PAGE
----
At a time when writers and poets are questioning the role of art in politics — while yet finding greater urgency behind the art they create — one new anthology seeks to reinforce poetry's role in the resistance. That anthology is Resist Much Obey Little: Inaugural Poems to the Resistance, published March 3 by Spuyten Duyvil; and, at a whopping 740 pages, this collection will keep you in protest poetry for awhile. If the first 50-some days of Trump's presidency are any indication, you're going to need it.
Resist Much Obey Little is an expansive collection of diverse voices — one that’s inception speaks to the tension of today’s political climate (and the imperative to resist it.) The idea for the collection sparked on the morning of November 9, 2016; mere hours after the results of the U.S. presidential election had been announced, and perhaps well before the reality of a Donald Trump presidency had really sunk in for most of us. Between November 9, 2016 and March 3, 2017, the team of editors behind Resist Much Obey Little turned that idea for a resistance poetry collection into a reality, assembling the writing of over 350 poets from around the world, finishing and publishing the collection in a whirlwind 115 days.
Resist Much Obey Little: Inaugural Poems to the Resistance published by Spuyten Duyvil, $30.00, Amazon
“There is good reason to believe that poetic practice, across the formal spectrum, may take on new dimensions of activist vision in the coming years,” write Michael Boughn and Kent Johnson, editors at Dispatches Editions, an imprint of Resist Much Obey Little’s publisher, Spuyten Duyvil, in the anthology’s introduction.
“…world history shows, and in fairly recent times (not least in the nations to our south), that poetry, sometimes with surprising force and velocity, can have new and unsuspected impacts, especially in times of cultural upheaval,” the editors go on to explain. “In Nicaragua, for instance, in the revolution against the Somoza dictatorship, it proved centripetal. In Chile, within the struggle against the Pinochet regime, avant-garde poetic shock actions had remarkable resonance. Plenty more examples are to hand.”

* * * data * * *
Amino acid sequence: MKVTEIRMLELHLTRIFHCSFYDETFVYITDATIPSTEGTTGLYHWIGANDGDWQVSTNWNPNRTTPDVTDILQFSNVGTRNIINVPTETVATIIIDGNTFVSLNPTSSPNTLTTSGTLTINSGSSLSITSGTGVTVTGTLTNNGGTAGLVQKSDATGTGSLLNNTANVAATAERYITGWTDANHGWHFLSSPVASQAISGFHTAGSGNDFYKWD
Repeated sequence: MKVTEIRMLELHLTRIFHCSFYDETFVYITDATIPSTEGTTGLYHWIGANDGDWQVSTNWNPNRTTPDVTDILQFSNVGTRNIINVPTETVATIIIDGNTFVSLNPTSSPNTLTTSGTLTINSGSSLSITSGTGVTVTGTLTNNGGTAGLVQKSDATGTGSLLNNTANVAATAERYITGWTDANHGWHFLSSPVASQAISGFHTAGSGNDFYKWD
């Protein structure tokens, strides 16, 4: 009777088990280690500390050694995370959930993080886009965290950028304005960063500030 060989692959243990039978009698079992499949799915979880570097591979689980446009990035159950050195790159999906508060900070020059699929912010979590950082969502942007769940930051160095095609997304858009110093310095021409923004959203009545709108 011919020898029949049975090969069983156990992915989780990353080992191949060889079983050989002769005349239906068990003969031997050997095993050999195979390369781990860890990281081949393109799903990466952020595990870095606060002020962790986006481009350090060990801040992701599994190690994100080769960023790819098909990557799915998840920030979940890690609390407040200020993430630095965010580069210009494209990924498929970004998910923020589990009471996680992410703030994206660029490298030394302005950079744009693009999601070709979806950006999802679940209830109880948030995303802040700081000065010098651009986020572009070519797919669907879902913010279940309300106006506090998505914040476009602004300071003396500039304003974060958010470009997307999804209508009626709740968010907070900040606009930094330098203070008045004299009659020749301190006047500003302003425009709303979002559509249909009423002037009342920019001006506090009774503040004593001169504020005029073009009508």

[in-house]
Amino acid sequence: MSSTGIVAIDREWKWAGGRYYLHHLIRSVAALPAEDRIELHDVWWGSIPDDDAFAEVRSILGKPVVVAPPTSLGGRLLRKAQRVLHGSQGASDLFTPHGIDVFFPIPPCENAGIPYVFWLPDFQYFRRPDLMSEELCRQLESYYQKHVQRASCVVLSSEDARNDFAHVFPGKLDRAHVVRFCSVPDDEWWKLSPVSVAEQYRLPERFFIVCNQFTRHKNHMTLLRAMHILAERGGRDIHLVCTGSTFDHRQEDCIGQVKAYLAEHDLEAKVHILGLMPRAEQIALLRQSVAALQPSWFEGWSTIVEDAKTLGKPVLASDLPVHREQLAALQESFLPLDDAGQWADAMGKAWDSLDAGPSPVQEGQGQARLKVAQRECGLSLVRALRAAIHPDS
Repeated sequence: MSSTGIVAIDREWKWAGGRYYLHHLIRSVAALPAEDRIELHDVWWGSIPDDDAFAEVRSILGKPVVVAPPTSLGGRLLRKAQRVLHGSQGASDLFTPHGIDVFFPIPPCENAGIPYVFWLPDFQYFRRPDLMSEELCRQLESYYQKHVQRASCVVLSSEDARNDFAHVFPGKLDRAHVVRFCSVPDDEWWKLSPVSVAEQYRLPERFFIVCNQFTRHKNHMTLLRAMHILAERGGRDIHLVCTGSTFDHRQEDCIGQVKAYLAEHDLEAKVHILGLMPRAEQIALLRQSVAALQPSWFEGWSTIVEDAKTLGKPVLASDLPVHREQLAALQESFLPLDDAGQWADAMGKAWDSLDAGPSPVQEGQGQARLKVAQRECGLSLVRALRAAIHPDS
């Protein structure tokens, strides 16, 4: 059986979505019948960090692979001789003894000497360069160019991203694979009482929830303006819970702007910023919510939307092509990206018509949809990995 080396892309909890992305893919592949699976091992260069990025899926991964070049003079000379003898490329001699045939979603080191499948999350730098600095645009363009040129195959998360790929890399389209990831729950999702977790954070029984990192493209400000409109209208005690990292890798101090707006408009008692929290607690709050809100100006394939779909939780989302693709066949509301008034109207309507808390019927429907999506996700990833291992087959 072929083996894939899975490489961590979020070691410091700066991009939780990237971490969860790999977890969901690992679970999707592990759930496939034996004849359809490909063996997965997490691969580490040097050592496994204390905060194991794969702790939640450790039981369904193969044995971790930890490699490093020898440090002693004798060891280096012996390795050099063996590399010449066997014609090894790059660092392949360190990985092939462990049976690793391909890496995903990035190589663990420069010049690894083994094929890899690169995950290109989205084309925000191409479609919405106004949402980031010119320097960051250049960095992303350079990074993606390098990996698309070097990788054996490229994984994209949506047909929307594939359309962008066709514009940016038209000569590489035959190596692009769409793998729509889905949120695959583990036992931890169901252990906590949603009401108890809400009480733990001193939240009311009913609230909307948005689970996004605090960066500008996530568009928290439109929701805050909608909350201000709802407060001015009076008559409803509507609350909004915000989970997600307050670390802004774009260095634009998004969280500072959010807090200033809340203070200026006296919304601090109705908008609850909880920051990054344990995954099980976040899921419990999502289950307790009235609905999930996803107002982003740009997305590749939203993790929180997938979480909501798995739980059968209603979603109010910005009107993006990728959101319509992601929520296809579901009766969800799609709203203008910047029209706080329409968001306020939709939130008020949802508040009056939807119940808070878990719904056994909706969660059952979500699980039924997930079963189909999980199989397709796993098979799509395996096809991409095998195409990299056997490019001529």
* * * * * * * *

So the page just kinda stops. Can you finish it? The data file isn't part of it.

The anthology takes its title from the poem “Walt Whitman's Caution”, first published as one of the “Messenger Leaves” in the 1860 edition of Leaves of Grass and then later republished under the title “To The States." The poem, in addition to inspiring the title of Resist Much Obey Little, is also the epigraph for the collection.
It’s a caution that Americans would do well to consider right now — in an age when putting the ideology of "party before country" has become a dangerous status quo. This was one of the things Whitman wrote against: that "unquestioning obedience" to any political movement or ideology, which would ultimately lead to the death of both individual and collective liberty. Another of Whitman’s lesser-known poems, "Respondez!" concludes the anthology, in a burst of verbs and exclamation points.
“Whitman was one of the world’s greatest poets of populist democracy, an idea that was still struggling to find a home in the middle of the 19th century,” note Boughn and Johnson’s introduction. “Like all historical beings, he suffered from biases of his time, but his commitment to democracy and to the common people who are its essential actors was passionate, visionary, and unshakable.”
In addition to Whitman, poets featured in the lineup of 350-plus voices include: Rosa Alcalá, Barbara Barg, Brenda Cárdenas, Ching-In Chen, Ru Freeman, Anja Konig, Nathaniel Mackey, Eileen Myles, Margaret Randall, Eleni Stecopoulos, Anne Waldman, Tyrone Williams, and many, many more.
As an added component to the mission of the anthology — one that activist readers will love — Spuyten Duyvil plans to donate 50% of all net sales of Resist Much Obey Little to Planned Parenthood; a healthcare organization that has found itself under particular attack (as most of us well know) in the early days of a Trump presidency.
“This book announces — and this is immanent and key to its message and position,” write Boughn and Johnson, “that though the new reality has stirred emotions of hopelessness, isolation, and fear, it has also given rise to deepening fellowship, stubborn hope, and fierce resistance.”